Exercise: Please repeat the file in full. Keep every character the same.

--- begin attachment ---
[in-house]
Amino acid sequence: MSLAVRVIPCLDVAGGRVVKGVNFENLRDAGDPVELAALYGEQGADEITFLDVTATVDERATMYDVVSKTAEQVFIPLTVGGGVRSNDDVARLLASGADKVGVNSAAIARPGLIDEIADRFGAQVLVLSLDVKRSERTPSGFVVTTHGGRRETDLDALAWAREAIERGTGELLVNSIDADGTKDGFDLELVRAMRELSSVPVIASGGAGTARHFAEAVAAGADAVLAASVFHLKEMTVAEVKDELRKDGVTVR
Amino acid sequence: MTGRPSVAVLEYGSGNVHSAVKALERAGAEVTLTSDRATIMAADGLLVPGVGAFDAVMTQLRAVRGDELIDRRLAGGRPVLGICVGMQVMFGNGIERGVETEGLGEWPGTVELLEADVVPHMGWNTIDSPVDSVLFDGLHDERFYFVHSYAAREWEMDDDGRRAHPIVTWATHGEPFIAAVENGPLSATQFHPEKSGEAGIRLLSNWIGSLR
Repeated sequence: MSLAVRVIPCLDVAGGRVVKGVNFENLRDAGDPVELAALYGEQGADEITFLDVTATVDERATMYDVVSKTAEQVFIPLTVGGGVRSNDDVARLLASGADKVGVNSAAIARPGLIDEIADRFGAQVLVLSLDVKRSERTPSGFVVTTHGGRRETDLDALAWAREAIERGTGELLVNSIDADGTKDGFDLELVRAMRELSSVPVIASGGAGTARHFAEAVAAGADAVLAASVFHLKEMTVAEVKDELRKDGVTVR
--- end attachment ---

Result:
[in-house]
Amino acid sequence: MSLAVRVIPCLDVAGGRVVKGVNFENLRDAGDPVELAALYGEQGADEITFLDVTATVDERATMYDVVSKTAEQVFIPLTVGGGVRSNDDVARLLASGADKVGVNSAAIARPGLIDEIADRFGAQVLVLSLDVKRSERTPSGFVVTTHGGRRETDLDALAWAREAIERGTGELLVNSIDADGTKDGFDLELVRAMRELSSVPVIASGGAGTARHFAEAVAAGADAVLAASVFHLKEMTVAEVKDELRKDGVTVR
Amino acid sequence: MTGRPSVAVLEYGSGNVHSAVKALERAGAEVTLTSDRATIMAADGLLVPGVGAFDAVMTQLRAVRGDELIDRRLAGGRPVLGICVGMQVMFGNGIERGVETEGLGEWPGTVELLEADVVPHMGWNTIDSPVDSVLFDGLHDERFYFVHSYAAREWEMDDDGRRAHPIVTWATHGEPFIAAVENGPLSATQFHPEKSGEAGIRLLSNWIGSLR
Repeated sequence: MSLAVRVIPCLDVAGGRVVKGVNFENLRDAGDPVELAALYGEQGADEITFLDVTATVDERATMYDVVSKTAEQVFIPLTVGGGVRSNDDVARLLASGADKVGVNSAAIARPGLIDEIADRFGAQVLVLSLDVKRSERTPSGFVVTTHGGRRETDLDALAWAREAIERGTGELLVNSIDADGTKDGFDLELVRAMRELSSVPVIASGGAGTARHFAEAVAAGADAVLAASVFHLKEMTVAEVKDELRKDGVTVR